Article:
Thursday, July 31, 2014

Touring Beitou Hot Springs and Taipei 101--7/29-Day 3

I am really loving this metro because it is so easy to get around and on some routes you are suddenly in the mountains or beautiful river valleys. This morning I headed to the Xinbeitou metro station to visit the Beitou Hot Springs area.

Today I took a walk through the Beitou Park where the hot springs river runs that feeds the various hotels that offer hot springs spas. My first stop was at the Beitou Hot Springs Museum that use to be a hot springs. Here are some pictures of the museum including the tiled baths.

 

 

 

 

Next stop was the Plum Garden that was adjacent to the public hot springs. Unfortunately I did not bring my bathing suit so I decided to return the following day to partake in the "waters".

I continued up the wooden walkway that ran along the steaming river and found a spot where others were enjoying the free hot springs waters and I decided to join in to at least soak my feet. I think the water here was between 90 and 100 degrees with a slight sulfer smell.

 

After that refreshing soak, I continued up to where the steaming lake in the Geothermal Valley Scenic Park was lined with fencing to keep people from dipping into this water because it was well over 120 degrees. You can even see the steam rising behind me.

After that it was a relaxing journey back on the metro to the Taipei 101 station stop where I would take the fastest elevator in the world to the third highest building in the world to the 89th floor observation room. From there the views were spectacular.
Five floors of escalator views of the inside of Taipei 101.

The gold building to the very lower left is the Sun Yat-Sen Memorial Building. He was the leader of China who lead to the overthrow of the Qing Dynasty and also rebuffed the Japanese. A medical doctor by profession, he traveled the world raising funds for their revolt.

This is a view to the east and you can see the shadow of the Taipei 101 building below. This shows how mountainous the area all around Taipei is where you find clusters of buildings amid the greenery.

This is a view south and you can barely see the water far off on the horizon.

 

Here is a view of the top of the building from the 91st floor observation deck. Just inside they have this big golden globe connected to huge hydralic shock absorbers called a damper. They have a video that shows when they had a big typhoon---150 kms/hr of wind--how this damper system absorbed the wind pressures against the building.

Here is a night light scene just behind my hotel. Lots of advertising lights fill the streets.

 

Touring Tamsui District Taipei, Taiwan--7/27-28--Day 2

The flight was good and the crew great. I had the exit seat so I could stretch out my legs and had a fish dinner. We got in at 9:30 PM about 1/2 hour late. The immigration line was so long that it took about an hour to clear. I think all the jumbo jets landed at the same time.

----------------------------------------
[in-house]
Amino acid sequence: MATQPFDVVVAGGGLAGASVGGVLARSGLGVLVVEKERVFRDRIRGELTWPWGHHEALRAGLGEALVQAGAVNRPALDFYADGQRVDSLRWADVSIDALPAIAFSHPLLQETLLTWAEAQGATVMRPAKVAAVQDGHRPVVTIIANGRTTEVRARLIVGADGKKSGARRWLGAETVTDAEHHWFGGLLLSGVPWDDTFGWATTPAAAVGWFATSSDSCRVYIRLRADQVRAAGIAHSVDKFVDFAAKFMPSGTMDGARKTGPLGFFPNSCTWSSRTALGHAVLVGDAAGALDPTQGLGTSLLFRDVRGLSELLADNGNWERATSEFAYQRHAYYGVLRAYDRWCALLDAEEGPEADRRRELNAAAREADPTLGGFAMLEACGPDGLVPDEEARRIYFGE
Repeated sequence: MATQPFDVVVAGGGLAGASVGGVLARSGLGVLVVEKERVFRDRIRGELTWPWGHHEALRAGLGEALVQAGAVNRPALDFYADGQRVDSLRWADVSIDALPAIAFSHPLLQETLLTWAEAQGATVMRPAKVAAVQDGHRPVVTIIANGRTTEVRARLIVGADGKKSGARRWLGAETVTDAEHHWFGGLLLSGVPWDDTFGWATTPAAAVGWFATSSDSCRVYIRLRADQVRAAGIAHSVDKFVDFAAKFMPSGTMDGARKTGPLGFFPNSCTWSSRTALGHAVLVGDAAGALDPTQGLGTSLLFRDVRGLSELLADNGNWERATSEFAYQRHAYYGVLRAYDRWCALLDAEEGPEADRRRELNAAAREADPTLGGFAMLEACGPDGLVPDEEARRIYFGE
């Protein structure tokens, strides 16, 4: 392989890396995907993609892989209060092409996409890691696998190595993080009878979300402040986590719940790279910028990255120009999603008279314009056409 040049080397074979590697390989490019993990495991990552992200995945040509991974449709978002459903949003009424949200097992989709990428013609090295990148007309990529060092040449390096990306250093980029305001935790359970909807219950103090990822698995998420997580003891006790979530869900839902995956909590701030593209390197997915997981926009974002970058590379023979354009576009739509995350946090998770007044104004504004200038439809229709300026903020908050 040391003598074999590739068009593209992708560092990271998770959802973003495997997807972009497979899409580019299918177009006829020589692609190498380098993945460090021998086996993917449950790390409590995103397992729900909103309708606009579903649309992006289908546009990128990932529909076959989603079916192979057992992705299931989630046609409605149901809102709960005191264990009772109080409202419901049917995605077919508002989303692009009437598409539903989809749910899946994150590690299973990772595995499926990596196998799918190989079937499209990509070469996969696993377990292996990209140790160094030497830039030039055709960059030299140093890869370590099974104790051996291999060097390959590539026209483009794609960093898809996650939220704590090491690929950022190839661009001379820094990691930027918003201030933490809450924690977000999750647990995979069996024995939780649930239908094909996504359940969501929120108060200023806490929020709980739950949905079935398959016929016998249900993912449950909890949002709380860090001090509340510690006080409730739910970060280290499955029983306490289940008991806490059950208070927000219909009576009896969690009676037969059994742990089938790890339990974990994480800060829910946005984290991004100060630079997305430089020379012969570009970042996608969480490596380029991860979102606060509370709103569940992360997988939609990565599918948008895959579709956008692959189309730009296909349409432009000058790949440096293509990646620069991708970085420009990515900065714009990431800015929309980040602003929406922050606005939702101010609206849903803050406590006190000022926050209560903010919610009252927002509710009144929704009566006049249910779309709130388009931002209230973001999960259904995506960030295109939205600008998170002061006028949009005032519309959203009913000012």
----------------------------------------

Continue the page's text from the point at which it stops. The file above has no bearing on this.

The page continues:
After that I got to the ATM machine to get some money, but it said I did not have enough since I had forgotten to transfer funds. Good thing they had free wifi at this airport so I quickly transferred another $500 from our regular check account to my travel ATM account and then got my 5000 Taiwan dollars about the same exchange as in the Thailand bahts.

After that, I followed the signs to the city bus and got there just as it was leaving. Lucky me. By 11:30 PM I got to the Taipei Main Train Station and the Holo Family Hostel was just across the street according to the map. However, I ended up circling the block until a fellow pointed me in the right direction to a 30 story building. The hostel occupies about three floors of this building and the guard escorted me there.

Everything worked out well, as he took me to the 8 bed men's dorm on the 18th floor. I practically crashed as I put on my PJs, blindfold and locked up the rest of my stuff by midnight.

During my stay, I only one other person or I am the only one staying in this dorm room. For ease of travel, and laziness on my part, I stayed here for the week. I then used the subway system for all my touring of Taipei.

On the first morning I had their free Taiwanese breakfast of rice porridge, fried tofu, kim chee, hard boiled eggs, and greens. They forgot to mention the hard boiled egg quarters were not shelled so I had a crunchy first bite. Most of the of the travelers are Chinese or Asians.


Here is the view from the Holo Family Hostel on the 22nd floor looking toward the bus and train stations.




Here are some street scenes that are in the surrounding area.
 
 

On the first day, I headed out to Tamsui district by metro which opens up to the ocean as I walked out to the Fisherman's Wharf.

This is among the best subway systems I have used. The signs are in both Chinese and English and I bought an all day ticket for just 150 Taiwan Dollar--TWD. This particular metro route was most interesting because it was mostly elevated except at the beginning in the more congested areas of Taipei. Inside each of the carriages they have a running billboard that shows the station you are heading to in both Chinese and English along with a map. They are installing barricades at all of the stops to lessen the chance that people will fall in front of the trains. The skytrain system in Bangkok is doing the same thing to reduce accidents and suicides by train.

Along the way I passed through the local market where they were selling lots of seafood.

 

 

I had expected to see many shops and restaurants at the Fisherman's Wharf, but was disappointed to find that there were few and most were closed, except of cours for Starbucks. This is the first one I visited and I had an iced Americano Venti with milk and sugar. The temperature here is about 95 degrees with high humidity----so much my shirt gets soaked when just walking about for an hour or so.